less confirmed my suspicions, as well as obviously the Police
Federation's, that the CSO would be seen as a deputy police officer,
obviously not a police officer in any legal sense. When my constituents
ring up, as they often do, and in so many parts of the country
it is the same pattern, complaining about what has happened, it
will be a CSO they will get or be asked to contact and not a police
(Mr Denham) Two things. One is, I do not believe that
is what anybody has in mind to set up here, and I do not think
that is what we have in mind. Secondly, with record numbers of
police officers, and we will have over 130,000 by this time next
year, on any conceivable scale of expansion of CSOs there will
be vastly more police officers than Community Support Officers
for a very, very long time to come. Let us not forget that over
the past few years there has been an expansion of support officers
in the Police Service who are not police officers, that has been
very useful, it has helped to free up the time of police officers
to spend their time on the duties which we and the public want
to see them on, and nobody has said that is about a two-tier Police
615. Those are auxiliaries who are likely to
be employed doing desk jobs in police stations, administrative
jobs. The difference with CSOs is that they could be front-line
(Mr Denham) Yes, they could be front-line and we want
to make additional use of civilians in detention jobs and scene-of-crime
jobs and so on as part of this Bill. I just cannot envisage a
future, I have to say, where your routine first contact with the
Police Service has to be with a CSO rather than with a police
officer, because I do not think that fits the role being allocated
for CSOs within the Bill or indeed what the Police Service will
want to do with CSOs.
616. The real test will come, where CSOs are
employed, in whether there is any reduction in street criminality
or those responsible, or allegedly responsible, being apprehended
quicker. That is the real test of it all, is it not?
(Mr Denham) And whether the public's fear of crime
is reduced and whether we are more effective in gathering information
on people perpetrating anti-social behaviour so we can introduce
anti-social behaviour orders, whether the links with local authorities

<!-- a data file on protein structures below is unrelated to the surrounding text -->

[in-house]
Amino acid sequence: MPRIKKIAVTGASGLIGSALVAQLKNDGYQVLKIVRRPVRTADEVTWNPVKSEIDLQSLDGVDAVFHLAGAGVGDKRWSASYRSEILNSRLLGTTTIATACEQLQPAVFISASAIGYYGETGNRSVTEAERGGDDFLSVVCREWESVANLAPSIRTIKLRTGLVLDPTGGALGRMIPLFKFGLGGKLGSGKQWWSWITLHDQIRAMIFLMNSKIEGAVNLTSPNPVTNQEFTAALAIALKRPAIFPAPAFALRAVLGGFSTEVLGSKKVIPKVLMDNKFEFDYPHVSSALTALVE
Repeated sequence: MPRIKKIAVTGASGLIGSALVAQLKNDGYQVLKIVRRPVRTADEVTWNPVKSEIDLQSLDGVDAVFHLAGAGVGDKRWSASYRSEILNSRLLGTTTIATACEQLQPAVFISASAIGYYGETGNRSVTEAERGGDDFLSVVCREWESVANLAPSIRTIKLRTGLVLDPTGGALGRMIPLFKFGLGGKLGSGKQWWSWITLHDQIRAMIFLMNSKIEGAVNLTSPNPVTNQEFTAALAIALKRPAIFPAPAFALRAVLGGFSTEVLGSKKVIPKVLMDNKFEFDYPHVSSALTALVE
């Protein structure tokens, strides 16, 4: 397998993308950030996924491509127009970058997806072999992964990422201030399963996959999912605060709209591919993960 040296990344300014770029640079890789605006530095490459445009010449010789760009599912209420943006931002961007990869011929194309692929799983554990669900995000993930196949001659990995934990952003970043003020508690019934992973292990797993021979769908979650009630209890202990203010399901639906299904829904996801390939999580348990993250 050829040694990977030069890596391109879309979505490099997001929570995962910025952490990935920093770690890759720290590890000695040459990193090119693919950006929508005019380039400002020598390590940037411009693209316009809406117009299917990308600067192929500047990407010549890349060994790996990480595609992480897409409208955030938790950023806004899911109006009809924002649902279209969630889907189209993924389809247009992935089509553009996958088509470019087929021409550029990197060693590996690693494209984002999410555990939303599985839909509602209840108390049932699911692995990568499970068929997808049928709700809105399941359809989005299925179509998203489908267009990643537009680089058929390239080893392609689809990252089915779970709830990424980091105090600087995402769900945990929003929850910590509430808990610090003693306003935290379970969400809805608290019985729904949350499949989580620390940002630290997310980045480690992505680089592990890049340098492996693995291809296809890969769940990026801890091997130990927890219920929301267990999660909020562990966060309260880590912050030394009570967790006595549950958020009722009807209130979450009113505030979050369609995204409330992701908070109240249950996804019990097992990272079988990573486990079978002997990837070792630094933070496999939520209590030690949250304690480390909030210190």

to deal with abandoned vehicles and that sort of thing improves,
so we do not have streets with burnt-out, abandoned vehicles which
make people feel scared even if there is no crime in the street.
The CSOs add a capacity to deal with those sorts of things with
other agencies which actually it is difficult for the Police Service
to give the priority to at the moment which people would like.
617. Thank you. A few miscellaneous matters
before we wind up, mainly on things which are not in the Bill.
(Mr Denham) The things you would have put in the Bill
if you had been here.
Chairman: Not at all, they are just gentle enquiries.
618. The first one is one which the Metropolitan
Police would have liked to have seen in the Bill, and that is
the provision to allow the police force to recover the cost of
policing arising from private commercial activities like night
clubs and bars. Have you considered that and, if you did, why
is it not in there?
(Mr Denham) The White Paper which we published before
Christmas set out the Government's policy position quite clearly,
that in principle there are areas of activities like, broadly,
entertainment businesses which give rise to police costs where
we would like more money going to the Police Service. There are
some imaginative schemes up and down the country on a voluntary
basis with night clubs which are funding police officers. No final
decisions have been taken in the months since the White Paper
about how such a scheme might work or what it should cover and
whatever. Clearly we need to make sure we have it right but it
is an issue of Government policy which we are certainly interested
619. So it might be revisited in later legislation?
(Mr Denham) In terms of Government policy, it is an
area we would like to address, but it is also quite a complex
area. It is one thing to say, "It would be great if there
was more money coming to the police to cover the cost of policing
a town centre on a Friday night", but it is another matter
designing a scheme which would actually work.
10 See Appendix, Ev 166. Back